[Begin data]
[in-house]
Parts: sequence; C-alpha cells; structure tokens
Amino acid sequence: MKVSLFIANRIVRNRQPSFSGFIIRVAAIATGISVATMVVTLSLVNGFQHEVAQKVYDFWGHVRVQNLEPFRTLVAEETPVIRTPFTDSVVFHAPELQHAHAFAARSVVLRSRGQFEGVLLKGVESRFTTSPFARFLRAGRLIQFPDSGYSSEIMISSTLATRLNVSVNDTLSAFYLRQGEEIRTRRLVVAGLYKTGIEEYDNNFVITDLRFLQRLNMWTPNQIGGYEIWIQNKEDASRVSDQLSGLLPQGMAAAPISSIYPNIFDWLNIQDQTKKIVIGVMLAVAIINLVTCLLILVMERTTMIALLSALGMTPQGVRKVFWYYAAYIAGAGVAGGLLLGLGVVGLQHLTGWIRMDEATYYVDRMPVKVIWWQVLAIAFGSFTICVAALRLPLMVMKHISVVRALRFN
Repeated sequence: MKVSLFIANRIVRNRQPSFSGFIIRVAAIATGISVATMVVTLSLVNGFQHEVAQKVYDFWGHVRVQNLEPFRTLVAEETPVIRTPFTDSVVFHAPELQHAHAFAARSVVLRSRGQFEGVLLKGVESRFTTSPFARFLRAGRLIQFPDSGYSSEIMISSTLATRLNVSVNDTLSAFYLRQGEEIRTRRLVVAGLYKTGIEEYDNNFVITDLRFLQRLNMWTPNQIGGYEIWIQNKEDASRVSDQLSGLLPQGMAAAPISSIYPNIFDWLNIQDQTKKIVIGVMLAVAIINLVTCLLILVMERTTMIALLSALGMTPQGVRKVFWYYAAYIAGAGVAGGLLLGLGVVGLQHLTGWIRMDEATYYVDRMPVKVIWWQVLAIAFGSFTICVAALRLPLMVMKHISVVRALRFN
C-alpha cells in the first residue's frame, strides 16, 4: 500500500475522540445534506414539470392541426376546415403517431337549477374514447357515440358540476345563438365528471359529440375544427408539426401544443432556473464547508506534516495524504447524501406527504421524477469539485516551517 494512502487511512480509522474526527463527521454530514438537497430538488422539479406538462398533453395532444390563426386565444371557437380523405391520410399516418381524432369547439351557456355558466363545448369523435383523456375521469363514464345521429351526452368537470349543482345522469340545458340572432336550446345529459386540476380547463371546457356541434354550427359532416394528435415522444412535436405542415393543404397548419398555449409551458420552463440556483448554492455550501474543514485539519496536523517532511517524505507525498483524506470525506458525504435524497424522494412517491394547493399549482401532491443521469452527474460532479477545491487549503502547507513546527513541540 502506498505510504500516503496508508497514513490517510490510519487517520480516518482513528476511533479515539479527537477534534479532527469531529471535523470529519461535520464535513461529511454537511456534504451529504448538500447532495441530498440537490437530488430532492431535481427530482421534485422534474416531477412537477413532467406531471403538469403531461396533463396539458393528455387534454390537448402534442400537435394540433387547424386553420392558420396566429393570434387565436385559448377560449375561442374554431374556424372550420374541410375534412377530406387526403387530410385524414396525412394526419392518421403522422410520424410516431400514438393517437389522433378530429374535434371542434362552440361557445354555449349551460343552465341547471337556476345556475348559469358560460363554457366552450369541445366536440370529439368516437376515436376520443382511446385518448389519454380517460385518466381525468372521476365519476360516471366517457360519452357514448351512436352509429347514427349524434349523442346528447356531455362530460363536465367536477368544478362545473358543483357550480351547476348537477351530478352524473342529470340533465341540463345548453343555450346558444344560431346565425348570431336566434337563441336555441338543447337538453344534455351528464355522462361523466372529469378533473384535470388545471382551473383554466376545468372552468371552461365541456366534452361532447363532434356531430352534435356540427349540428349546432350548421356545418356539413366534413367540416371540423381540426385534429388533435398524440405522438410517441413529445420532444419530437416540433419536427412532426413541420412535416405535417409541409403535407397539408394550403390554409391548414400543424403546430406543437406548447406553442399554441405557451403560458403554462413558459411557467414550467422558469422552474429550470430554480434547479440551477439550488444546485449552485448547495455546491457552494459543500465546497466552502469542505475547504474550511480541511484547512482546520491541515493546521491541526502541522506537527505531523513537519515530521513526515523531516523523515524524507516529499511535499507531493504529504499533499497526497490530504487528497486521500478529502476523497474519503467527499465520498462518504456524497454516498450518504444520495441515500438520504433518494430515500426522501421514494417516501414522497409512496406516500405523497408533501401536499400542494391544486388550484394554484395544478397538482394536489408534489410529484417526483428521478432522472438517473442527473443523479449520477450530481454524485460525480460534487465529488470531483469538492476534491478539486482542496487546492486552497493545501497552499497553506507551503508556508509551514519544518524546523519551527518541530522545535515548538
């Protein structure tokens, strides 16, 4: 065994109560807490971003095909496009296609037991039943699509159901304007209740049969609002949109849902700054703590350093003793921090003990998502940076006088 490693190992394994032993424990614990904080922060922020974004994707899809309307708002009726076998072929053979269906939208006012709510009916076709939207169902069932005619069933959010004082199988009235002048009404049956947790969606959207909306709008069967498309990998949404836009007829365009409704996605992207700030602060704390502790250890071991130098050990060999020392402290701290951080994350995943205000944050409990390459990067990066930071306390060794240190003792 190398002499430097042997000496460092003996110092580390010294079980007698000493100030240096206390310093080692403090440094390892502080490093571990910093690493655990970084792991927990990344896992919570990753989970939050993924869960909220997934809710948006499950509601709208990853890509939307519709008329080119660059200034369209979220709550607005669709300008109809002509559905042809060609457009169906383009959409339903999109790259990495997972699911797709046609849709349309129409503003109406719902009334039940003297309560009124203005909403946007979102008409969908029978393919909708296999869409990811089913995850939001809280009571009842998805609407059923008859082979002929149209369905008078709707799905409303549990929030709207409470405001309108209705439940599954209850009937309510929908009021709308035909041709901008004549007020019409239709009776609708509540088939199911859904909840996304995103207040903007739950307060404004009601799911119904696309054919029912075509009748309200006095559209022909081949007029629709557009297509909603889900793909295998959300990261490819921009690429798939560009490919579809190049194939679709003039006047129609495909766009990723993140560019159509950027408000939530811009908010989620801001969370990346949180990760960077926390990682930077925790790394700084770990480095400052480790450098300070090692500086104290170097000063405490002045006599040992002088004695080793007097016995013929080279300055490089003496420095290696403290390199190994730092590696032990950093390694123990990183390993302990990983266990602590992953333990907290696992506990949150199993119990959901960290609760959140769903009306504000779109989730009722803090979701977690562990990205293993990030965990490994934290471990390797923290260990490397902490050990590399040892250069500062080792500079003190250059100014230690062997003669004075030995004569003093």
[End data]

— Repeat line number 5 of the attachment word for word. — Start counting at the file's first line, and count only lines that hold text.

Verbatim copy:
C-alpha cells in the first residue's frame, strides 16, 4: 500500500475522540445534506414539470392541426376546415403517431337549477374514447357515440358540476345563438365528471359529440375544427408539426401544443432556473464547508506534516495524504447524501406527504421524477469539485516551517 494512502487511512480509522474526527463527521454530514438537497430538488422539479406538462398533453395532444390563426386565444371557437380523405391520410399516418381524432369547439351557456355558466363545448369523435383523456375521469363514464345521429351526452368537470349543482345522469340545458340572432336550446345529459386540476380547463371546457356541434354550427359532416394528435415522444412535436405542415393543404397548419398555449409551458420552463440556483448554492455550501474543514485539519496536523517532511517524505507525498483524506470525506458525504435524497424522494412517491394547493399549482401532491443521469452527474460532479477545491487549503502547507513546527513541540 502506498505510504500516503496508508497514513490517510490510519487517520480516518482513528476511533479515539479527537477534534479532527469531529471535523470529519461535520464535513461529511454537511456534504451529504448538500447532495441530498440537490437530488430532492431535481427530482421534485422534474416531477412537477413532467406531471403538469403531461396533463396539458393528455387534454390537448402534442400537435394540433387547424386553420392558420396566429393570434387565436385559448377560449375561442374554431374556424372550420374541410375534412377530406387526403387530410385524414396525412394526419392518421403522422410520424410516431400514438393517437389522433378530429374535434371542434362552440361557445354555449349551460343552465341547471337556476345556475348559469358560460363554457366552450369541445366536440370529439368516437376515436376520443382511446385518448389519454380517460385518466381525468372521476365519476360516471366517457360519452357514448351512436352509429347514427349524434349523442346528447356531455362530460363536465367536477368544478362545473358543483357550480351547476348537477351530478352524473342529470340533465341540463345548453343555450346558444344560431346565425348570431336566434337563441336555441338543447337538453344534455351528464355522462361523466372529469378533473384535470388545471382551473383554466376545468372552468371552461365541456366534452361532447363532434356531430352534435356540427349540428349546432350548421356545418356539413366534413367540416371540423381540426385534429388533435398524440405522438410517441413529445420532444419530437416540433419536427412532426413541420412535416405535417409541409403535407397539408394550403390554409391548414400543424403546430406543437406548447406553442399554441405557451403560458403554462413558459411557467414550467422558469422552474429550470430554480434547479440551477439550488444546485449552485448547495455546491457552494459543500465546497466552502469542505475547504474550511480541511484547512482546520491541515493546521491541526502541522506537527505531523513537519515530521513526515523531516523523515524524507516529499511535499507531493504529504499533499497526497490530504487528497486521500478529502476523497474519503467527499465520498462518504456524497454516498450518504444520495441515500438520504433518494430515500426522501421514494417516501414522497409512496406516500405523497408533501401536499400542494391544486388550484394554484395544478397538482394536489408534489410529484417526483428521478432522472438517473442527473443523479449520477450530481454524485460525480460534487465529488470531483469538492476534491478539486482542496487546492486552497493545501497552499497553506507551503508556508509551514519544518524546523519551527518541530522545535515548538